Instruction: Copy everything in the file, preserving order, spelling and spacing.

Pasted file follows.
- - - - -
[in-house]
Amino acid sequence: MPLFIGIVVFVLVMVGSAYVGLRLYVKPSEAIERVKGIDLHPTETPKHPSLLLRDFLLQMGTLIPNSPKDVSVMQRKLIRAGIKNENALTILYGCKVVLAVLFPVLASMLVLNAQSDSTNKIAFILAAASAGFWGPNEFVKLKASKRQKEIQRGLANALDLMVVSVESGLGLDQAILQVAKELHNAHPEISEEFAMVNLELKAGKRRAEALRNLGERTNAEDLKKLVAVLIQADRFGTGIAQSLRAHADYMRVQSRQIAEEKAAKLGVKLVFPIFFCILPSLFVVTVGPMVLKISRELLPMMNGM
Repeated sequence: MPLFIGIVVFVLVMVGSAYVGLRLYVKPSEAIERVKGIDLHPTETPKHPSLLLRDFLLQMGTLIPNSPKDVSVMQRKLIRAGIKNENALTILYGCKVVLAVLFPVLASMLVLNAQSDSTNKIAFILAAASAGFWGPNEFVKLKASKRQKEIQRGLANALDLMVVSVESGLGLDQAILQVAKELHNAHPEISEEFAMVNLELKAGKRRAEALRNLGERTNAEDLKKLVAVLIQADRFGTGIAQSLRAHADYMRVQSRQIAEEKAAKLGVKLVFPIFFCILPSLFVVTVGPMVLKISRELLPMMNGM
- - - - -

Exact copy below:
[in-house]
Amino acid sequence: MPLFIGIVVFVLVMVGSAYVGLRLYVKPSEAIERVKGIDLHPTETPKHPSLLLRDFLLQMGTLIPNSPKDVSVMQRKLIRAGIKNENALTILYGCKVVLAVLFPVLASMLVLNAQSDSTNKIAFILAAASAGFWGPNEFVKLKASKRQKEIQRGLANALDLMVVSVESGLGLDQAILQVAKELHNAHPEISEEFAMVNLELKAGKRRAEALRNLGERTNAEDLKKLVAVLIQADRFGTGIAQSLRAHADYMRVQSRQIAEEKAAKLGVKLVFPIFFCILPSLFVVTVGPMVLKISRELLPMMNGM
Repeated sequence: MPLFIGIVVFVLVMVGSAYVGLRLYVKPSEAIERVKGIDLHPTETPKHPSLLLRDFLLQMGTLIPNSPKDVSVMQRKLIRAGIKNENALTILYGCKVVLAVLFPVLASMLVLNAQSDSTNKIAFILAAASAGFWGPNEFVKLKASKRQKEIQRGLANALDLMVVSVESGLGLDQAILQVAKELHNAHPEISEEFAMVNLELKAGKRRAEALRNLGERTNAEDLKKLVAVLIQADRFGTGIAQSLRAHADYMRVQSRQIAEEKAAKLGVKLVFPIFFCILPSLFVVTVGPMVLKISRELLPMMNGM